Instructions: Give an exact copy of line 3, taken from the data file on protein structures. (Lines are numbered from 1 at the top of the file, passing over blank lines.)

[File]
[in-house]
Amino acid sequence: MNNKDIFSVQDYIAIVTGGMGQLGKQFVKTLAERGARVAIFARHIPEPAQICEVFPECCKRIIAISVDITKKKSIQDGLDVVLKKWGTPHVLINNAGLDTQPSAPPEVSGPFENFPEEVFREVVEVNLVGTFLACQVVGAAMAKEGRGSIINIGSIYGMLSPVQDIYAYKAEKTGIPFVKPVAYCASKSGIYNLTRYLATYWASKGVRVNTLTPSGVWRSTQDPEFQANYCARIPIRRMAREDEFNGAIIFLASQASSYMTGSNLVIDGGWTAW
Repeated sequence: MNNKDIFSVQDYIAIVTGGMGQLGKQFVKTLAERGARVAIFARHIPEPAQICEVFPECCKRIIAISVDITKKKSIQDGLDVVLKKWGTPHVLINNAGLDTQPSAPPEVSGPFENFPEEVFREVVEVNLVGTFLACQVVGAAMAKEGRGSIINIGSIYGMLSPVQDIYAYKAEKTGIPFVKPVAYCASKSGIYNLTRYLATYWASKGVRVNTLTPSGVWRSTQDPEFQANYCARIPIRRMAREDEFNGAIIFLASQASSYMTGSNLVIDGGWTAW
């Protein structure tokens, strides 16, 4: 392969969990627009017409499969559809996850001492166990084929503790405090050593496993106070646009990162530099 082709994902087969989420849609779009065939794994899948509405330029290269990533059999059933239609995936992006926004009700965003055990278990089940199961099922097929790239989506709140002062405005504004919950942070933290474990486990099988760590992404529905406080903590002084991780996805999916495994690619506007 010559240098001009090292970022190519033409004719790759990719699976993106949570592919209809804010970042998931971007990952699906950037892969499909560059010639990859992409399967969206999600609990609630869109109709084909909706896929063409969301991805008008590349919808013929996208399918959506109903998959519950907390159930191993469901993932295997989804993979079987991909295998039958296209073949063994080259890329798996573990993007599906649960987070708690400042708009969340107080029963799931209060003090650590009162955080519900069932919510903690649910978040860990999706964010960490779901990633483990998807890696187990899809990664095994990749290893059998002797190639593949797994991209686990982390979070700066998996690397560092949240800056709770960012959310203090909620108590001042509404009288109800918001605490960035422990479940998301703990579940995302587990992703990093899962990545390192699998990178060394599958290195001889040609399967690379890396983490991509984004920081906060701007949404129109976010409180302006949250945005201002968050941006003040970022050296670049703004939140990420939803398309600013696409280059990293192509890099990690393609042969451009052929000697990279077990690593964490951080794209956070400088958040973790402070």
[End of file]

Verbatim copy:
Repeated sequence: MNNKDIFSVQDYIAIVTGGMGQLGKQFVKTLAERGARVAIFARHIPEPAQICEVFPECCKRIIAISVDITKKKSIQDGLDVVLKKWGTPHVLINNAGLDTQPSAPPEVSGPFENFPEEVFREVVEVNLVGTFLACQVVGAAMAKEGRGSIINIGSIYGMLSPVQDIYAYKAEKTGIPFVKPVAYCASKSGIYNLTRYLATYWASKGVRVNTLTPSGVWRSTQDPEFQANYCARIPIRRMAREDEFNGAIIFLASQASSYMTGSNLVIDGGWTAW